Customer experience (CX) has been the buzz of the service circuit for a couple of years now. While I see some companies really getting it right and putting a true, authentic focus on their customers – I also see a lot of companies jumping on board the latest buzz word and claiming a level of customer centricity that quite frankly is BS. It’s easy to say you are hyperfocused on CX and have a culture of customer centricity; it’s far harder to put these claims into action.

Part of the disconnect is that true customer centricity must happen from the top down – everyone needs to be aligned on the value that can come from focusing your efforts around the customer experience. At Field Service Amelia Island last month, Sophia Williams, VP and General Manager, Telecom and Technology Business Unit, NCR gave a great presentation on how “CX is a new form of currency.” Her points did an excellent job of illustrating exactly why companies need to take this focus seriously (and some tips on how to get it right).

What Sophia discussed is that CX is not just a “fluffy” thing – it has real monetary value, and when tackled correctly can produce real financial results. She highlighted the disconnect between CX talk and CX action by showing a stat that reveals while 80% of companies feel they deliver superior customer experiences, only 8% of customers agree. “This is an opportunity for everyone in the room,” she said. “This is where competitive differentiation happens.”

Sophia went on to review some data that illustrates the payoff focusing on CX can have. A stat from IDC showed that 93% of tech buyers say CX will have a greater influence over future purchase decisions. CEI says that 86% of consumers will pay more for a better CX (I know I will!), and Bain & Co. shows that companies with industry-leading NPS achieve 2x CAGR and 15% lower costs. Socializing metrics like these is an important step in getting company-wide alignment that a true CX focus is not only important, but will have financial impact.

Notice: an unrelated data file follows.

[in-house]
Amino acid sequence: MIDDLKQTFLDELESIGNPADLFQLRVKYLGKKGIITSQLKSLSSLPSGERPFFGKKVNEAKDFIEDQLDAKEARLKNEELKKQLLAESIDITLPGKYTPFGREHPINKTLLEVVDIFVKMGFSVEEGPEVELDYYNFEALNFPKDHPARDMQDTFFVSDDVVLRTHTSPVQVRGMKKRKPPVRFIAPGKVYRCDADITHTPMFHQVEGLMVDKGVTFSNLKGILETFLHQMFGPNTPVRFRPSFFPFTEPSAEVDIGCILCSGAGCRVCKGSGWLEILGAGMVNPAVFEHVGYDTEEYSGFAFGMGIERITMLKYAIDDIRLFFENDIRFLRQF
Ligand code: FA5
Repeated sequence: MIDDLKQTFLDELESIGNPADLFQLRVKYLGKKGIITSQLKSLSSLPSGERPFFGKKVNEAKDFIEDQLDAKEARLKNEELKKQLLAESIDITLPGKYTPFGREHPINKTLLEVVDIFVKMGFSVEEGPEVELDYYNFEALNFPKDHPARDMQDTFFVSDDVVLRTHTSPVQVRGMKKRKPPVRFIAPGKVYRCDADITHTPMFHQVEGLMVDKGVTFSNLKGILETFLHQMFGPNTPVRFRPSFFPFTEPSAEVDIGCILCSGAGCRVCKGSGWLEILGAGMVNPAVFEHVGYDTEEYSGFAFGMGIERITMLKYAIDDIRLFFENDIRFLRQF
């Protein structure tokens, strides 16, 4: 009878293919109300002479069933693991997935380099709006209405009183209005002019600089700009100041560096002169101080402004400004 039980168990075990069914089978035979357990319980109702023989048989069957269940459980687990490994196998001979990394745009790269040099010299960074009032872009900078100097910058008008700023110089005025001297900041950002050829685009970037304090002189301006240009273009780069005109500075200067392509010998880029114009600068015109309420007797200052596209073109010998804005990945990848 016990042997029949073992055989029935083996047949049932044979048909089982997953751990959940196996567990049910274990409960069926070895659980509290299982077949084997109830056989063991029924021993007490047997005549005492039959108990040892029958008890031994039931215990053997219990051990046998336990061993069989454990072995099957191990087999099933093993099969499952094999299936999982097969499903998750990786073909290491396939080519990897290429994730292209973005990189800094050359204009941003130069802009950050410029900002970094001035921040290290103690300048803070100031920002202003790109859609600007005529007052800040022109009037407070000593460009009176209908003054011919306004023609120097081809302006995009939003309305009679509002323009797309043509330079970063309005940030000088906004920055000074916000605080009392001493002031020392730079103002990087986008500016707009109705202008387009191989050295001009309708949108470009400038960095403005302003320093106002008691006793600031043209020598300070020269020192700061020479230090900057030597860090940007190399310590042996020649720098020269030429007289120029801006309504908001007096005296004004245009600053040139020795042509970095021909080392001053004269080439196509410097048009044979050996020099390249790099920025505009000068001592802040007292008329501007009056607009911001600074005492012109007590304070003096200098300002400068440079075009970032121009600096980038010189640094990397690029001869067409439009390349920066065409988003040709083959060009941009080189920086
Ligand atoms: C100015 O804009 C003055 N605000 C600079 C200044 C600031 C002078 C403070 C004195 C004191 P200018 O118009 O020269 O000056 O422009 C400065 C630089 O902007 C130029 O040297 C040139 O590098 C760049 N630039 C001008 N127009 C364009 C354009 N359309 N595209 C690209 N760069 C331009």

Once you have a common understanding and are committed to this journey, what’s next? Sophia shared some great advice with the audience. First, realize that you can’t carry out a positive CX with unhappy employees. “A company’s brand is determined by its CX, and in order to deliver the experience you want, you need happy and engaged employees delivering the experience,” she says.

Second, get a good understanding of where you’re at and where you want to be when it comes to CX. “Chart out what a solid CX looks like, and what an exceptional CX looks like so that you know what you need to do to progress from good to great,” says Sophia. Also understand that to progress and really master the CX, you have to put your money where your mouth his. You will need to put a CX program in place and align the organization to deliver consistency and make improvements.

Finally, appreciate the value of feedback – and always take action on it. “Feedback is a gift,” says Sophia. “If you ask customers for input and they provide it but never hear back from you, they won’t continue providing it. You need to listen, take action, and respond. Since we’ve implemented a 100% closed loop system – meaning we reply to all feedback – we have 70% response rates.” Customers want to know their input is valued and appreciated, and the biggest way to show this is to communicate with them – let them know collectively what the feedback was and what’s being done with it. It’s important to know that true customer centricity can’t be achieved if you don’t master the art of collecting and acting on customer feedback.

While CX isn’t a new topic, it is an area that I think is ripe for improvement for many organizations. And, as Sophia pointed out in her session, an area of focus and investment that can have great payoff.

Sarah Nicastro
Author

Field Service Evangelist, Future of Field Service